It’s never fun to go back to work after a three-day holiday weekend even if you do like your job. Work just gets in the way of reading. A necessary evil I guess until I win the lottery jackpot, which still hasn’t happened in case you are wondering. Not for lack of trying on my part!

I finished two books and started four. That’s fuzzy math so it totally works. In fact, my whole bookish life is an example of fuzzification. My book piles regularly employ fuzzy geometry in order to remain upright. My book reading and buying and library hold placement operates on fuzzy logic. All this tends to produce fuzzy relations, especially with people who are not bookish or have difficulty with high order fuzzy math. My cats are fuzzy too. As are my slippers, which I wore quite a lot over the weekend since it was cold and rainy.

Are you curious what books I started reading? I am always happy to tell.

One of the four is The Leopard by Giuseppe di Lampedusa. I’m reading on a deadline with this one because it is the Slaves group read. Discussion is set for June 8th. I didn’t mean to start it so late, but thank goodness it reads pretty fast. I am already 100 pages in. I am enjoying it very much especially since I got to exchange my cloudy skies for the hot, blue skies of Palermo, Italy, even if it was only in my imagination.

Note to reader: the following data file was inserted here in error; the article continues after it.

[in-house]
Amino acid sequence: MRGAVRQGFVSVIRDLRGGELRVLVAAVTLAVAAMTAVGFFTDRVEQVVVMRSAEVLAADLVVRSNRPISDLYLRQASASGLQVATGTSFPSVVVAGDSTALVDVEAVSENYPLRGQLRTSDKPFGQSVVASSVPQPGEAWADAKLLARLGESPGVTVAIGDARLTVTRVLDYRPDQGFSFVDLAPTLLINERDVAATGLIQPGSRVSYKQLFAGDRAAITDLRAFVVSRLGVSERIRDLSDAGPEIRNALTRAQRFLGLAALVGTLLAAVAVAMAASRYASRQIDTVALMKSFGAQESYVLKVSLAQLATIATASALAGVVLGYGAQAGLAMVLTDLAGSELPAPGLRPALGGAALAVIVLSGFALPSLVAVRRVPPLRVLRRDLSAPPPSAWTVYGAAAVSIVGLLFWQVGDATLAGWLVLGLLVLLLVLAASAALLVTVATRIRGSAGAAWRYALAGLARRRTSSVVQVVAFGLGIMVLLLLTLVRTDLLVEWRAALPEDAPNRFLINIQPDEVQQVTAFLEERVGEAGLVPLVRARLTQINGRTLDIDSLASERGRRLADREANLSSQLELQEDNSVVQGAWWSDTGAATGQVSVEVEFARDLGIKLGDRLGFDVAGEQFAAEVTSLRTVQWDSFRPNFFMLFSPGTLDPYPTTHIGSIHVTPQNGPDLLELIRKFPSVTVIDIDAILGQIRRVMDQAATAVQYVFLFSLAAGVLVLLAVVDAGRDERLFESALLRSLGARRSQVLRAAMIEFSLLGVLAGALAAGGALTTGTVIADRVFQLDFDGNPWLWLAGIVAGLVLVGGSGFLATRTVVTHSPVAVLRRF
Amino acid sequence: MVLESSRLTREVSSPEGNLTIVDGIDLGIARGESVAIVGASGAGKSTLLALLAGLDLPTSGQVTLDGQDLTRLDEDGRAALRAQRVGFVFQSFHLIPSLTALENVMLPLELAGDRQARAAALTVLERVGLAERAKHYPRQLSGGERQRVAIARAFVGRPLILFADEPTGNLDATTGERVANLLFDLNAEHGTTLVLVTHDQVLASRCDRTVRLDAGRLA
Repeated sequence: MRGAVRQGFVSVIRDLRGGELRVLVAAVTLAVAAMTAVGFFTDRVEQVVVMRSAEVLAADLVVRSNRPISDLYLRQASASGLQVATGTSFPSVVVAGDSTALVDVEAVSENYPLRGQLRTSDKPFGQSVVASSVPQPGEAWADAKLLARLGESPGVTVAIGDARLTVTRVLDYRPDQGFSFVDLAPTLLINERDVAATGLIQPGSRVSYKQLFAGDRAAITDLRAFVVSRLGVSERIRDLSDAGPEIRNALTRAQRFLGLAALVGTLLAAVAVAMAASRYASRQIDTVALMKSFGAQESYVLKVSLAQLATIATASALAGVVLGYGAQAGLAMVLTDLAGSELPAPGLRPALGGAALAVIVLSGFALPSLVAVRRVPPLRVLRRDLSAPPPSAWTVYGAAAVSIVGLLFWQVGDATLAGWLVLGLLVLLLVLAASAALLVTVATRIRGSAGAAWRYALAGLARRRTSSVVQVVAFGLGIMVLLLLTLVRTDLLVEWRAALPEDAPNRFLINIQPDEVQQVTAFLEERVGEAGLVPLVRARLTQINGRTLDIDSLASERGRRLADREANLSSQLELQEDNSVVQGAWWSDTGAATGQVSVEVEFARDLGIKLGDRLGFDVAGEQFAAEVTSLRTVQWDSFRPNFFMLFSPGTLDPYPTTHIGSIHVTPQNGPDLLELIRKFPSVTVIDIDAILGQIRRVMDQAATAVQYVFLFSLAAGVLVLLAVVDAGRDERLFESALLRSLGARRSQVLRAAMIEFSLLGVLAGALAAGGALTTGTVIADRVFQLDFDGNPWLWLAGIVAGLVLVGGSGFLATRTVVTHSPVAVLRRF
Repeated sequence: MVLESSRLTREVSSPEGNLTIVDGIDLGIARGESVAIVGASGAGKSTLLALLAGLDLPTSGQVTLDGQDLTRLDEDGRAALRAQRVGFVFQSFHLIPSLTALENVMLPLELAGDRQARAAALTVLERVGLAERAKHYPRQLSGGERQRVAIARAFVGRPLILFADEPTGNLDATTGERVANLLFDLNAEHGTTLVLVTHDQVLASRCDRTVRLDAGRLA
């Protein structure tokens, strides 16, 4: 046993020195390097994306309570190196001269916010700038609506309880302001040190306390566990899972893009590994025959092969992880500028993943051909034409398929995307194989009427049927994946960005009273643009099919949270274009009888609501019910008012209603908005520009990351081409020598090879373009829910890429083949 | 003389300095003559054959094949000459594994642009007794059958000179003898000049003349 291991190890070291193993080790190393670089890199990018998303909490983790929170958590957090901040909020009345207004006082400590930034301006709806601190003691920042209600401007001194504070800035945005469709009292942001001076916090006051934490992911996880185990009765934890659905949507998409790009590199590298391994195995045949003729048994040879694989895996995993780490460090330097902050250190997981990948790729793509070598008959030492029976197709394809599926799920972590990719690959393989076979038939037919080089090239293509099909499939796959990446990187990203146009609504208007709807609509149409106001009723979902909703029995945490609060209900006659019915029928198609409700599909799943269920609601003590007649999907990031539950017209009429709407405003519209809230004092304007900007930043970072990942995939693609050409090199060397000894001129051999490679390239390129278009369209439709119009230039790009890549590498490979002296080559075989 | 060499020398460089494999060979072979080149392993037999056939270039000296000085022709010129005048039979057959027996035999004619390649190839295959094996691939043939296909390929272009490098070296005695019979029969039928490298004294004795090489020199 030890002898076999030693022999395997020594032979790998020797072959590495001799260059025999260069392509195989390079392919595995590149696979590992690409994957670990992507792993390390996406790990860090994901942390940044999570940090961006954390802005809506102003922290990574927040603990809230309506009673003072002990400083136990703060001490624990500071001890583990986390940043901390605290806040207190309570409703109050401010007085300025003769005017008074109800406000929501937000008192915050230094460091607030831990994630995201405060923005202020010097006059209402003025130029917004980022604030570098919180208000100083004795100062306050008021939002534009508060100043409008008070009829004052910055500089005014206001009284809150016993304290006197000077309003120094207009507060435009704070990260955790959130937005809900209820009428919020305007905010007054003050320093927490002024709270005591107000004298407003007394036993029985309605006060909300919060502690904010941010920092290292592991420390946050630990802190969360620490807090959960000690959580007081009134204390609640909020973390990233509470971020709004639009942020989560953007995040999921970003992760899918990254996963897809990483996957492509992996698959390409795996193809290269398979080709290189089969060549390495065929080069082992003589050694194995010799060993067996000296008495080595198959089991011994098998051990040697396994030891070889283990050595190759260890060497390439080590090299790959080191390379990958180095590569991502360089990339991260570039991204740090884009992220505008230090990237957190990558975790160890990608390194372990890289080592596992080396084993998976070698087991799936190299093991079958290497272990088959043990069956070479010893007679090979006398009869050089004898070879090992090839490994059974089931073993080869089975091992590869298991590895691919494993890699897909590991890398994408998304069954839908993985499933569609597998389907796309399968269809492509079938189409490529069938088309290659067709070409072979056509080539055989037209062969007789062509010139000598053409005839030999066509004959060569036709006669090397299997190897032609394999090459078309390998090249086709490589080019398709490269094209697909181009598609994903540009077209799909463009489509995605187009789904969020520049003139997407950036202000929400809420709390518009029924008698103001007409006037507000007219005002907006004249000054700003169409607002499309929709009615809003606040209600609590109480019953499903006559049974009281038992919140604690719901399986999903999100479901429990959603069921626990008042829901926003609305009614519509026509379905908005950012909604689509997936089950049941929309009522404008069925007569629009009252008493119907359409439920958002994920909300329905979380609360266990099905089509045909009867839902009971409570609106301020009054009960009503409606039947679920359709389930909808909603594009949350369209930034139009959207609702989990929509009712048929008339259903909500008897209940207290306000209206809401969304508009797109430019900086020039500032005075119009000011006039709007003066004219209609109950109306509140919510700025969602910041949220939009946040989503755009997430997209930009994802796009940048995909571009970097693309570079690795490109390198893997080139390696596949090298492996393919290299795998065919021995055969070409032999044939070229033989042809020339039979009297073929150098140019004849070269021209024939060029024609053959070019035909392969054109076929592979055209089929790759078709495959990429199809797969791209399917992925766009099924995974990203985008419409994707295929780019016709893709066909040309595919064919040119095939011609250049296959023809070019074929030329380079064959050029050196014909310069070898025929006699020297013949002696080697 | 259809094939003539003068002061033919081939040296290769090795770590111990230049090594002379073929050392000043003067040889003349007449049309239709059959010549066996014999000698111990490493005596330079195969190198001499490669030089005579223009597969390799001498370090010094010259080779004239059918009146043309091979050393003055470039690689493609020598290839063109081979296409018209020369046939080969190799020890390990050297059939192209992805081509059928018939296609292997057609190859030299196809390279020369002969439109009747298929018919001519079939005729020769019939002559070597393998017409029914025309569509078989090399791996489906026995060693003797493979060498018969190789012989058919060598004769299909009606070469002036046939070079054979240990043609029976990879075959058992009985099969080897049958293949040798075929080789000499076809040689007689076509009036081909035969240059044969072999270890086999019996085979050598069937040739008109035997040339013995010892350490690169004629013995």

The second of the four is The Crisis of the European Mind 1680-1715 by Paul Hazard. It is an intellectual history. It is the April book in my NYRB Classics subscription. I was worried it might be a bit dry but Hazard has such an engaging voice. He’s sort of like a friendly professor who is really passionate about his subject and wants you to be too. Hazard, he likes the exclamation marks and even is a little funny from time to time.

Number three book is Place and Placelessness by E. Relph. The book was published in 1976 and Relph, a geographer, is wondering why no one in his field has taken up an examination of place. So he’s doing it. And a fine job he is doing thus far. The purpose of the book, as he explains, is “to explore place as a phenomenon of the geography of the lived-world of our everyday experiences.” Hmm, it doesn’t sound all that fascinating written out like that, but it is. Geography has never been so interesting.

Book the fourth is The Selected Poems of Edward Thomas. I’ve only read a handful of the poems but so far reading them is very much like reading his essays in One Green Field. I feel like I should go buy myself a pair of wellies in order to go tramping through the meadow with him. Is it scandalous that I don’t have any wellies already? With my gardening and the melty, muddy springs we have here you’d think I would have some. But my garden is small and I don’t tramp in it, generally, when it is raining. And living in a city, well, sidewalks are a modern marvel as are water resistant snow boots which also have the added benefit of keeping my feet warm as well as dry. Still, to keep my gardener cred intact, I should probably invest in some wellies sometime. Bright yellow maybe? Or a psychedelic color pattern? Maybe staying traditional would be better? Can’t go wrong with plain black. Understated, elegant, and never goes out of style.

There are the four books I began. What two books did I finish? Oh, you will see posts on those in the next few days. But to give a hint, I have mentioned both of them on several different occasions, which pretty much gives nothing at all away.

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